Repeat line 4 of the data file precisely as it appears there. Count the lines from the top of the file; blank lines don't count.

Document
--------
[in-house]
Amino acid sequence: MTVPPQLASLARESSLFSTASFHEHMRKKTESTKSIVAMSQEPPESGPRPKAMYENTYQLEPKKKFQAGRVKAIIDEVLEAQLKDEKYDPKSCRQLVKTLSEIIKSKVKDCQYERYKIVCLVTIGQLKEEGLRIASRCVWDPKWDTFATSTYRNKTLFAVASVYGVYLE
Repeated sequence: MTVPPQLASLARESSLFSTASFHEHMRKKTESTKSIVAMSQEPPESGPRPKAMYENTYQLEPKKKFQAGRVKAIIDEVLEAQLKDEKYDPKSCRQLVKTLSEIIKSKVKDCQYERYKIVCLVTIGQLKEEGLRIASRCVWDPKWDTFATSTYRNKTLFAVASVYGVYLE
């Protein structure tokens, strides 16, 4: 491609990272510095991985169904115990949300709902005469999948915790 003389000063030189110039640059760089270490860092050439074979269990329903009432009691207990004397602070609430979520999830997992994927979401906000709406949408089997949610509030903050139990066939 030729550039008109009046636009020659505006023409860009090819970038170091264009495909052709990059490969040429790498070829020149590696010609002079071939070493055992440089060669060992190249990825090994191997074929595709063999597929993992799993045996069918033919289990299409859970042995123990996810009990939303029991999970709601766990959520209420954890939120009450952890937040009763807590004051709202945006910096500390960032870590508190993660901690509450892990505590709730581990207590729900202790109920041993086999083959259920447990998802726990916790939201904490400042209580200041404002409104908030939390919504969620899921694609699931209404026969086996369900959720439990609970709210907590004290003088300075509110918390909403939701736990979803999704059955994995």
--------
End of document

């Protein structure tokens, strides 16, 4: 491609990272510095991985169904115990949300709902005469999948915790 003389000063030189110039640059760089270490860092050439074979269990329903009432009691207990004397602070609430979520999830997992994927979401906000709406949408089997949610509030903050139990066939 030729550039008109009046636009020659505006023409860009090819970038170091264009495909052709990059490969040429790498070829020149590696010609002079071939070493055992440089060669060992190249990825090994191997074929595709063999597929993992799993045996069918033919289990299409859970042995123990996810009990939303029991999970709601766990959520209420954890939120009450952890937040009763807590004051709202945006910096500390960032870590508190993660901690509450892990505590709730581990207590729900202790109920041993086999083959259920447990998802726990916790939201904490400042209580200041404002409104908030939390919504969620899921694609699931209404026969086996369900959720439990609970709210907590004290003088300075509110918390909403939701736990979803999704059955994995």